Stick Figures

Attack of the Killer Words and Phrases!

imageWhat words and phrases do you seek and destroy in your writing?  Which annoy the heck out of you in books you’ve read?

I’m compiling a list of words and phrases that may be considered weak, fatty, passive, cliché, or redundant.  Of course, writers can’t always eliminate these words.  We use our own discretion, but often when I find these weak words, I find my weakest sentences and will spend quite some time revising and rebuilding that text.  It isn’t just a matter of using the delete key.

Here are my top favorite seek-and-destroy words and phrases:

  • very
  • there was/there were (my biggest offenders when it comes to passive voice)
  • then
  • filter worlds like those related to: hear, see, smell, taste, touch

There are other kinds of words that I try to weed out in general as well.  I love adverbs and will still use them though often I know a sentence is much stronger without the extra descriptor.  Trading “ing” verbs for “ed” verbs makes for yet another long slog through a manuscript with the search box, but the result is worth it.

Help me out my listing some of the words and phrases you love to hate below (with the exception of fowl language please).  I can’t wait to hear your pet peeves!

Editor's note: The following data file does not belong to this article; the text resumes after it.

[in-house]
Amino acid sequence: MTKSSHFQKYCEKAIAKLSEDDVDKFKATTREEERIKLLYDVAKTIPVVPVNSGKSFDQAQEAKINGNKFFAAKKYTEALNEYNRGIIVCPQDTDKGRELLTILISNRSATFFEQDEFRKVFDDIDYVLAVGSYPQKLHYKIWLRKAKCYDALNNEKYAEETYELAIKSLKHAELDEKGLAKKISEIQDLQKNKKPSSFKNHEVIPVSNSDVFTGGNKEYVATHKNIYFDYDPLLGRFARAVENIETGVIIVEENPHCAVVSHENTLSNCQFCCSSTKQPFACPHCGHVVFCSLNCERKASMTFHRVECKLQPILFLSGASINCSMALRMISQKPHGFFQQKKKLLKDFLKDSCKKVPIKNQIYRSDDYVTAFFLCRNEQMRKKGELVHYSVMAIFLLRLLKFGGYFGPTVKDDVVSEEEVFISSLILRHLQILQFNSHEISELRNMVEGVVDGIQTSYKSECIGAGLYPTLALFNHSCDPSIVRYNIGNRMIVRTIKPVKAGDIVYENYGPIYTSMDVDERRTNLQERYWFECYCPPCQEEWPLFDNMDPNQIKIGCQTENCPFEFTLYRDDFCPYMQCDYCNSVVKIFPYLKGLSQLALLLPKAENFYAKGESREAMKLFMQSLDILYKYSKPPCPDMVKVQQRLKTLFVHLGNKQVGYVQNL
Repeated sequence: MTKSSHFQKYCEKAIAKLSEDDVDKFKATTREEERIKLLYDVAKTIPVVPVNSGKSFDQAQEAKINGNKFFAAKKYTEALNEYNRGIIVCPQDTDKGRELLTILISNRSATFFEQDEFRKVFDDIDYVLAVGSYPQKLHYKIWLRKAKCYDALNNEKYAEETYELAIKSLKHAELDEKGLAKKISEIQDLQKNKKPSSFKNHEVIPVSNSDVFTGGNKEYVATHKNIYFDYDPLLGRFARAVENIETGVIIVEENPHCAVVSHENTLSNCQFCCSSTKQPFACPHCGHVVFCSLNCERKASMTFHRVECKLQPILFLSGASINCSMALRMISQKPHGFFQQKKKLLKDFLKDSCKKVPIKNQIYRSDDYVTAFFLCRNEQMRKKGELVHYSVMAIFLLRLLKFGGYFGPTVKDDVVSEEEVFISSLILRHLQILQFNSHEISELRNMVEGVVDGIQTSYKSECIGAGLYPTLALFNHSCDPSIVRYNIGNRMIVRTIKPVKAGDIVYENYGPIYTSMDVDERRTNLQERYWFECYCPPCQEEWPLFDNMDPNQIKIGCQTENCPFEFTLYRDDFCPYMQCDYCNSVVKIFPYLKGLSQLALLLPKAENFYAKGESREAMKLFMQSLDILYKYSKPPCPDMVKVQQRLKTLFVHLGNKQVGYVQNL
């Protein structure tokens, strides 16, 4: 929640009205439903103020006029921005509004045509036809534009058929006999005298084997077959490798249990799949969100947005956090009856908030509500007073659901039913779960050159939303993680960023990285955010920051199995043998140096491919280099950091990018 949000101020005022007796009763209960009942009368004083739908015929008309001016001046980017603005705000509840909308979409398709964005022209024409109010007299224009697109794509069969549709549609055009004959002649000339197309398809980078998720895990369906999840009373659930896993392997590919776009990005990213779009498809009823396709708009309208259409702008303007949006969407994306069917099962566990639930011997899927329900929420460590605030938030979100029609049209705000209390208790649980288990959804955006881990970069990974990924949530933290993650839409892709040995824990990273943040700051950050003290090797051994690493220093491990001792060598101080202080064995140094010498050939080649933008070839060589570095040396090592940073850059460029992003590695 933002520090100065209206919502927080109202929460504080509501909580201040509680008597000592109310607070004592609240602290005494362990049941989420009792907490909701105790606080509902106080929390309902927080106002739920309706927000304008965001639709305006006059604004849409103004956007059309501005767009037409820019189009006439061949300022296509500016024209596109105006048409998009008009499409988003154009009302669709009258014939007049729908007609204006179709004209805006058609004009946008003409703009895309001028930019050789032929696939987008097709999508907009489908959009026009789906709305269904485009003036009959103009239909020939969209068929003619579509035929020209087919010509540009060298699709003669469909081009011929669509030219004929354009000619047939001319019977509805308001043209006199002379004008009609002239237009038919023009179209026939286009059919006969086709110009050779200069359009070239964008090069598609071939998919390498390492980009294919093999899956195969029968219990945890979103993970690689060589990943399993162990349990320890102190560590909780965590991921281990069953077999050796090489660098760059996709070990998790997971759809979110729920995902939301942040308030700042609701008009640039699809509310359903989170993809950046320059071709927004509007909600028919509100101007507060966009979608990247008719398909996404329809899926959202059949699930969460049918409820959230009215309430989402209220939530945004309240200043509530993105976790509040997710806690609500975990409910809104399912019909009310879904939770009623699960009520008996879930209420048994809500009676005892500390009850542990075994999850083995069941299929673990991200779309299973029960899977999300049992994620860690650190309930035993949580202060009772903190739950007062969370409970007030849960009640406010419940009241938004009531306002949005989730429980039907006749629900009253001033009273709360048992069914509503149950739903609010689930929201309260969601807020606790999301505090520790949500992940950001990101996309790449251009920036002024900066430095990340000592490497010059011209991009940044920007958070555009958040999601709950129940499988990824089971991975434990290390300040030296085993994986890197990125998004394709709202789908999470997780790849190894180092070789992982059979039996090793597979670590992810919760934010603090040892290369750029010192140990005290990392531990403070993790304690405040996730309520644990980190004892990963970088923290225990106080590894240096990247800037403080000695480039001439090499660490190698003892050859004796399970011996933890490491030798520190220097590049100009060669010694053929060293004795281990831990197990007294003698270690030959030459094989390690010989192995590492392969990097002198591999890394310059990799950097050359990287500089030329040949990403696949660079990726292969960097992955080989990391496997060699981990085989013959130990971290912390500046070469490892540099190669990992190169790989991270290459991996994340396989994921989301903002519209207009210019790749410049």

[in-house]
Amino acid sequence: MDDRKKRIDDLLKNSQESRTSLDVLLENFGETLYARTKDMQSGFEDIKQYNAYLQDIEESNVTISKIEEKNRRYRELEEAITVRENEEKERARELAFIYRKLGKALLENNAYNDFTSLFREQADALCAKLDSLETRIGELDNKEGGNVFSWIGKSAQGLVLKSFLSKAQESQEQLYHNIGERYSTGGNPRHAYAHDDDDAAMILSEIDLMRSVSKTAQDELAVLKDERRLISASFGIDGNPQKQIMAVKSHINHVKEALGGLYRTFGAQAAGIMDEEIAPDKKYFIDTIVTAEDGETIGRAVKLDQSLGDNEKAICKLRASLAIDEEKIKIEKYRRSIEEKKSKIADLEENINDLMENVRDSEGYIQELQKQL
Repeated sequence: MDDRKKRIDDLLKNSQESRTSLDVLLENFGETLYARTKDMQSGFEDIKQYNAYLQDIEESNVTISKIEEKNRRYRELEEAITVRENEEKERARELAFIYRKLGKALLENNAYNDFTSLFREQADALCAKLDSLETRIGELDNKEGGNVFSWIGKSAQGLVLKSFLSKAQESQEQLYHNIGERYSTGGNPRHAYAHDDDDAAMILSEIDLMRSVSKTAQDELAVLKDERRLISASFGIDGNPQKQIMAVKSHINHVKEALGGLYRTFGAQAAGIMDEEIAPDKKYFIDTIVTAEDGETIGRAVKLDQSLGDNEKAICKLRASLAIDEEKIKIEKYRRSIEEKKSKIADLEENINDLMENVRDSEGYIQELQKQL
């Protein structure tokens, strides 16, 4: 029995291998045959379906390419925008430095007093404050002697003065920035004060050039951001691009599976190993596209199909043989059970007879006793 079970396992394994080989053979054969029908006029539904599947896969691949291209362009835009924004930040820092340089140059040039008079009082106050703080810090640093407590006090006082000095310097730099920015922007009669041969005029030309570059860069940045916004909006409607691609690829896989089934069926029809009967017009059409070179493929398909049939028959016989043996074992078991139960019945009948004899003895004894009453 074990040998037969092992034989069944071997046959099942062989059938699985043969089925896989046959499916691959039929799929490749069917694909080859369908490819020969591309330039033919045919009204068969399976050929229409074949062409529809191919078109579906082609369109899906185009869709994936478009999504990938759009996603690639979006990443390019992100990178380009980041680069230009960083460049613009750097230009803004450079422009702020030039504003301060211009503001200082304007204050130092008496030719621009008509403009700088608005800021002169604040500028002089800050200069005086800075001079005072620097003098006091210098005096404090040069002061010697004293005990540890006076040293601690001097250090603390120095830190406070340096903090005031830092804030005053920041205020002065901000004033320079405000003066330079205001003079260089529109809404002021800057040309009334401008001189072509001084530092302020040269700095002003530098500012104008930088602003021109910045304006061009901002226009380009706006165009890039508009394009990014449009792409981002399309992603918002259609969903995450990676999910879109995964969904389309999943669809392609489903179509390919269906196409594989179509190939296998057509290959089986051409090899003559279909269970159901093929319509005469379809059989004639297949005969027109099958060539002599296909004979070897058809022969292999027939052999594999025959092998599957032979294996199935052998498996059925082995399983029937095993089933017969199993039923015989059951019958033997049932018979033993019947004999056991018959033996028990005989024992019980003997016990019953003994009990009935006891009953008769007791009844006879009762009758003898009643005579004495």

Michelle Joyce Bond

Uncategorized

Finish Line Mirage: When Will It End?

imageAbout once every two months, I’m like: “Oh yeah, this is TOTALLY the last revision.  I’m done, damn it.  Done!”  Then I’ll close in on the end and shake my head. “No, you tiny fool.  You need to do this again.”  They’ll be adjustments in every scene for language and detail.  I’ll find weak dialogue and odd metaphors.  It’s nothing global.  I’m sculpting, and I can’t stop.  I’ve gone through this 135,000 word book at least twenty times–minimum.  It’s been almost two years.  I was supposed to be finished in June…then September.  Now, I’m hoping to finally say “done” by the new year; that is, with the manuscript.  If I’m lucky enough to attract the attention of an agent, I’m more than happy to go back to work, but I’ve got to cut myself off sometime. 🙂

Writers, how many times do you revise a book before saying, “Enough!”

Michelle Joyce Bond

Stick Figures

OMG, Word Space!

imageWord space = the amount of space in a text that passes before a given word pops up again

Listening to books on disc in your car that have not been revised for word space = you flailing your arms and shouting obscenities while pedestrians stare in bewilderment

Imagine, if you will, that all words have a unique charge.  They push away from each other, so you can’t have too many of them in the same page or even in the same chapter.  The exceptions to this rule include articles, pronouns, and other frequently used words that are basic to the reader’s comprehension.  Almost every other word, like voice for instance, needs to be handled with care.

Terrible example:

“Are you going to kiss me now?” Ronald asked in a husky voice.

Burger’s voice dropped in pitch. “Oh yes.”

“Then why,” Ronald started, his voice catching, “don’t you take off that box and come over here?” *end scene*

Granted, the book playing in my car had a good enough plot to get me through dialogue like this (something much more riveting than burger love), but every time a word got repeated, I felt like digging my fingernails into the dashboard.

People please REVISE FOR WORD SPACE!  Otherwise, I swear, I’ll go flying off a cliff.

Michelle Joyce Bond